A religious devotion to skincare is part of my schtick, but even I have been known to lapse into laziness once in a while. I’ll skip a thorough face-washing in the name of a cleansing wipe, slather on a single product before bed instead of my preferred three, or (don’t judge me) skip a nighttime regimen altogether. I know, I know…I’m ashamed.
It just so happens that there are a few brands I can count on when I’m being especially lax, and one of them is Dr. Dennis Gross Skincare. I’ve been using and loving the brand’s low-effort, high-reward chemical peel pads for over five years. But the newest launch, the DRx SpectraLite™ FaceWare Pro ($435) promised to be even more straightforward.
This extremely futuristic mask uses five kinds of light-emitting diodes (LEDs) to treat skin — all while making you look like the latest member of Daft Punk. If you (like me) have never truly believed that simply flashing some lights in your face actually has benefits, get ready for all the science supporting it. According to Dr. Gross himself, NASA first used LED lights in space to experiment on plant growth.
“They found that the LED lights stimulated cells’ natural production of ATP (adenosine triphosphate),” he explains. (This organic chemical is found in all forms of life and provides energy to cells.) “In human cells, it was further proven that when fibroblast cells get a boost of ATP, they produce more collagen,” Dr. Gross shares. “More collagen equates to a reduction in fine lines and wrinkles and a more even, radiant complexion.”
Since NASA’s original studies, the use of LEDs in the skincare world has truly proliferated. In fact, this is actually Dr. Dennis Gross Skincare’s second LED mask — the first being the SpectraLite EyeCare Pro ($159), designed to tackle crow’s feet and other concerns around the eyes. According to president and CEO of Dr. Dennis Gross Skincare, Carrie Gross, that tool sold out in three days, and that inspired her to develop more technology-based products. Each mask is handmade, designed to be easy to use, and in my opinion, pretty fashion-forward for wearable beauty tech (the FaceWare features a rose gold finish). “The synergy of the LED lights combined with the results-driven topical products takes your at-home skincare routine to the next level,” she explains.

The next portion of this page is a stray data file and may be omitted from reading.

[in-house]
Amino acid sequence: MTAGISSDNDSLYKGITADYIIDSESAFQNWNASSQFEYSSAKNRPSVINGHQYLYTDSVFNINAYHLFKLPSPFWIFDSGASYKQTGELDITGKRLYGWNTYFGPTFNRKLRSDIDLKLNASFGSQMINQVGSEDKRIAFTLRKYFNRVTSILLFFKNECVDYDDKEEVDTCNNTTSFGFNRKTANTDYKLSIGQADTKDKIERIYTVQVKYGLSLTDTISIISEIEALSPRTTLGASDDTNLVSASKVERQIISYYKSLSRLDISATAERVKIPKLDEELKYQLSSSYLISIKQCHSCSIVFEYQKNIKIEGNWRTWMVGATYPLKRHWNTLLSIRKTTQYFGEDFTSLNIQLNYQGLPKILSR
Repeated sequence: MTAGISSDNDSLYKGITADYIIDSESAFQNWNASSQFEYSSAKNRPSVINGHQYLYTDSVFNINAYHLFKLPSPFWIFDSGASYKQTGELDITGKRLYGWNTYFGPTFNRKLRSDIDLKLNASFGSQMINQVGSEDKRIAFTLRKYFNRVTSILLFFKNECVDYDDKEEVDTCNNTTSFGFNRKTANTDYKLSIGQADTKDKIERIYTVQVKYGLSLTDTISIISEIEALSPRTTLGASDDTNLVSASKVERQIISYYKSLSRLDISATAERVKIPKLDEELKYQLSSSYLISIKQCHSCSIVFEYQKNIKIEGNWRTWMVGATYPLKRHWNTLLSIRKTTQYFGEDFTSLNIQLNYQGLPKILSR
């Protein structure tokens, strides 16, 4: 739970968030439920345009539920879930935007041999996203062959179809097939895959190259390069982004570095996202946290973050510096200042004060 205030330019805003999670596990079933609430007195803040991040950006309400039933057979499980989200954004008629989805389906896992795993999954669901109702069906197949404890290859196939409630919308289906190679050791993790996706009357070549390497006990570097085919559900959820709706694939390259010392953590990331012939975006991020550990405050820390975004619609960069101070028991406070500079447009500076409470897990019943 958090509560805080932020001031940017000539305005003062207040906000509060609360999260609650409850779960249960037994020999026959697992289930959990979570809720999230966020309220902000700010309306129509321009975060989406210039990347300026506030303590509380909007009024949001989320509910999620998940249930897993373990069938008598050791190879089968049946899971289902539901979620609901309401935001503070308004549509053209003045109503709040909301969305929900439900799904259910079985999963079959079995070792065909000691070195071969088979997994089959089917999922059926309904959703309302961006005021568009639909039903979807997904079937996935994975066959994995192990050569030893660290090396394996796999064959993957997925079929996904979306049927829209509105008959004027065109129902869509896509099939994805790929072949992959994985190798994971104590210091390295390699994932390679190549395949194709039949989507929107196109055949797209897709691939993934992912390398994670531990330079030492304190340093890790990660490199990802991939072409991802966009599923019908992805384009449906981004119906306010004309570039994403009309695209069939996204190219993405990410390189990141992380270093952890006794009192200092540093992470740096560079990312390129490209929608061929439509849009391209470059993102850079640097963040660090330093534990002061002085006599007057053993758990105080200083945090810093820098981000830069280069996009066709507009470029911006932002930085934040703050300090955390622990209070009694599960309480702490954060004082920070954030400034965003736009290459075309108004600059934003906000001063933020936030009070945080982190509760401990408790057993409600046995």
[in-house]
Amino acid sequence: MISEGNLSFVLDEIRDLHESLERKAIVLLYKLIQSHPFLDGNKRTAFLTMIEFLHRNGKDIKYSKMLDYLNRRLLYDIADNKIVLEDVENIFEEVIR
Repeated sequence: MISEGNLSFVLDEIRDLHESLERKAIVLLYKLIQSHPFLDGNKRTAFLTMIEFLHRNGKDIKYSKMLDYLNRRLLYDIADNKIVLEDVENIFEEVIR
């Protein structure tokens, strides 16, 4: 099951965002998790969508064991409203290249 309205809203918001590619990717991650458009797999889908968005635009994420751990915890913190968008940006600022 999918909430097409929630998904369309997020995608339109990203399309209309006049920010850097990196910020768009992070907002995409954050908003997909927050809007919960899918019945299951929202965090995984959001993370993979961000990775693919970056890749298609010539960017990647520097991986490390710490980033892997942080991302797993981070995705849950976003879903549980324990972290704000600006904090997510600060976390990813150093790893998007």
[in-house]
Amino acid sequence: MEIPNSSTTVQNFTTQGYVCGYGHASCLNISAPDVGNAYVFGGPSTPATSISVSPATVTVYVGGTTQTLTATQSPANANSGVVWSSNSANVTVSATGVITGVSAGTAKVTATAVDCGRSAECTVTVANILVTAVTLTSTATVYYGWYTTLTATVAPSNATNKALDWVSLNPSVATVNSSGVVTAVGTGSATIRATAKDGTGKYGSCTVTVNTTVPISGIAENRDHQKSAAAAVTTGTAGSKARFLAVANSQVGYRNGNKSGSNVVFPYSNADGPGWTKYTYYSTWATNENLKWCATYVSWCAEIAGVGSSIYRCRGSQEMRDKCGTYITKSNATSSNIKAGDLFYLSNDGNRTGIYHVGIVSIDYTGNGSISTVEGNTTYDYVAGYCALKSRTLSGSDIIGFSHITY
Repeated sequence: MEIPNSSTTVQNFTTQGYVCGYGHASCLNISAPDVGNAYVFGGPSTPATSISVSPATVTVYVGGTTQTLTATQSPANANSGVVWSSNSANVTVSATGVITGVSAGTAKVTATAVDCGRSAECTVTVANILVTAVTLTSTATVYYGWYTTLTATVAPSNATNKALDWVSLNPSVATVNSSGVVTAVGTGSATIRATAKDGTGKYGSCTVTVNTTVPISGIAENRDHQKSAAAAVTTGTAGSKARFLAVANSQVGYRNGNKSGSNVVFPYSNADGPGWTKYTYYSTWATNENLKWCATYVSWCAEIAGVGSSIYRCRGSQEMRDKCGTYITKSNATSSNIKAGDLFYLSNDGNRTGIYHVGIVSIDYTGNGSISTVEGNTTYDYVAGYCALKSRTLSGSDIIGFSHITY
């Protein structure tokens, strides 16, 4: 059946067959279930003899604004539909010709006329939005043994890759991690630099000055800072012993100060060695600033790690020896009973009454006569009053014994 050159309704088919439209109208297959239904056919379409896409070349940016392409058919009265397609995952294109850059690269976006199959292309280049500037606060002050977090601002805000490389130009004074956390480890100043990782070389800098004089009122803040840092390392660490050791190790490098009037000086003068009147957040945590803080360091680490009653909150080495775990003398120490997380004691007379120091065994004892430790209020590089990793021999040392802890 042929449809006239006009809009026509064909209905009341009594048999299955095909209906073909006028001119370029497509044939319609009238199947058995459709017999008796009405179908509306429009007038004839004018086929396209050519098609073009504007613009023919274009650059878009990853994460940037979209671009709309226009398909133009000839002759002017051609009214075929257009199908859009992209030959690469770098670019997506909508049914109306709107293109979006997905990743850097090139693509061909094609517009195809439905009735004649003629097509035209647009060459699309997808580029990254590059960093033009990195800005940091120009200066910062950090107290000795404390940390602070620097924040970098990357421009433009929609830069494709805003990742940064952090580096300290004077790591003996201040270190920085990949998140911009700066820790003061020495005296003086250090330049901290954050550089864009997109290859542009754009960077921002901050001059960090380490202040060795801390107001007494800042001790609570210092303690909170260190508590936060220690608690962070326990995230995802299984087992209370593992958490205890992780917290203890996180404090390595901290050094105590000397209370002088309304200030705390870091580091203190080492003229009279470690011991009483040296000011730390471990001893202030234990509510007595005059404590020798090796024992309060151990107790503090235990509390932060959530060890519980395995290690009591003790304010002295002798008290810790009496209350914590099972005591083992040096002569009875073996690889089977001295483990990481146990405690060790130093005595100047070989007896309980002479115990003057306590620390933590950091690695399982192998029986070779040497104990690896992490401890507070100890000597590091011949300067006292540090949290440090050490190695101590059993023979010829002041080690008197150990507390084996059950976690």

The pair was inspired by Dr. Gross’s own in-office treatments for their LED devices. Most often, this kind of technology can be found in doctor’s practices, where they’re frequently added as a “booster” to other treatments. “I recommend using LEDs after a peel — either professional or at-home peels — because LEDs are able to better penetrate after you exfoliate dead cells from the skin’s surface,” he explains.
Having never had any kind of LED treatment, I was ready to put Dr. Gross’s logic to the test with the SpectraLite FaceWare Pro. After charging it (for the recommended two-plus hours), I examined the inside of the device. Covered by a thick layer of clear silicone is a panel comprised of 162 LEDs — 100 red, 62 blue. Depending on your needs, you can turn on just the red, only the blue, or combine both for a double-duty treatment.